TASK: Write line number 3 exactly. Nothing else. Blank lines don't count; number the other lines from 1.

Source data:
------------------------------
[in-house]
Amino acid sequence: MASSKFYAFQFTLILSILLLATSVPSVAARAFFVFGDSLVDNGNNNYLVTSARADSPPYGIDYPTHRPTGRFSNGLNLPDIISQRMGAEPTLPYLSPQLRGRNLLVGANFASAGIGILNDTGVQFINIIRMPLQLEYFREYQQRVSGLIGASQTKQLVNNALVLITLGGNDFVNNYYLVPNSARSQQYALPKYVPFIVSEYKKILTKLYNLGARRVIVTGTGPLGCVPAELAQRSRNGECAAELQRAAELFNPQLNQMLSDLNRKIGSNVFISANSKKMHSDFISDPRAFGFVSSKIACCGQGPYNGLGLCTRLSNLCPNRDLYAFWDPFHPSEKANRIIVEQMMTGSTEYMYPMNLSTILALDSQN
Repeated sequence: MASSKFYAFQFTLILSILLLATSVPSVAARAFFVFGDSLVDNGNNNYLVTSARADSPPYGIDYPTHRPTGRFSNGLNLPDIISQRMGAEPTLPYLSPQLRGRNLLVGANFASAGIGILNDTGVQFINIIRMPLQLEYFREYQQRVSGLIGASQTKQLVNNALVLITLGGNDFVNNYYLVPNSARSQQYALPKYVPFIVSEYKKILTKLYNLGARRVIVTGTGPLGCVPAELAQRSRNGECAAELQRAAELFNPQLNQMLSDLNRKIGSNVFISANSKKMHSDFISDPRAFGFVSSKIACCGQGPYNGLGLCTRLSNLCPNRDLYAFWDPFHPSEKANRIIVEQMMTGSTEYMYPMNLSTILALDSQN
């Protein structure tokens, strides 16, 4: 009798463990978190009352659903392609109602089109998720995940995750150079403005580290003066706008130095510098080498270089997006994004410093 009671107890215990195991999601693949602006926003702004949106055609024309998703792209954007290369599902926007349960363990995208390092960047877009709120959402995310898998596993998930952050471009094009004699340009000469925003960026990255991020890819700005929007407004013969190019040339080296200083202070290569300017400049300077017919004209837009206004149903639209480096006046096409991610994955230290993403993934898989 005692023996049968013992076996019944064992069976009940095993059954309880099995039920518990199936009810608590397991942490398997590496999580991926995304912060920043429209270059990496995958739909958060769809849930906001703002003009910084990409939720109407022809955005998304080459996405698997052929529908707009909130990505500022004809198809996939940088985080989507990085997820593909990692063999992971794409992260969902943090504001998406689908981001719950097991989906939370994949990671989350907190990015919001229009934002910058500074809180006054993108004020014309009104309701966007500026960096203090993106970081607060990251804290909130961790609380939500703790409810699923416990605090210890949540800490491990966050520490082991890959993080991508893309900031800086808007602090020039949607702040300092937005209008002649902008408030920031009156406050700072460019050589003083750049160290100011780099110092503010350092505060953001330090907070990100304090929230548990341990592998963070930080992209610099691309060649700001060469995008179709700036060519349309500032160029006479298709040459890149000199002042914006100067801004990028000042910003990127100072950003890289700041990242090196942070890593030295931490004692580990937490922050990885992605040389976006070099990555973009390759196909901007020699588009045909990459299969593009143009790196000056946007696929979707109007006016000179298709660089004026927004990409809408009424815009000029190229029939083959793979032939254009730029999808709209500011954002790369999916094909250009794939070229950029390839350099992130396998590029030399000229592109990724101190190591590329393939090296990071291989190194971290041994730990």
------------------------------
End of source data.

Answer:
Repeated sequence: MASSKFYAFQFTLILSILLLATSVPSVAARAFFVFGDSLVDNGNNNYLVTSARADSPPYGIDYPTHRPTGRFSNGLNLPDIISQRMGAEPTLPYLSPQLRGRNLLVGANFASAGIGILNDTGVQFINIIRMPLQLEYFREYQQRVSGLIGASQTKQLVNNALVLITLGGNDFVNNYYLVPNSARSQQYALPKYVPFIVSEYKKILTKLYNLGARRVIVTGTGPLGCVPAELAQRSRNGECAAELQRAAELFNPQLNQMLSDLNRKIGSNVFISANSKKMHSDFISDPRAFGFVSSKIACCGQGPYNGLGLCTRLSNLCPNRDLYAFWDPFHPSEKANRIIVEQMMTGSTEYMYPMNLSTILALDSQN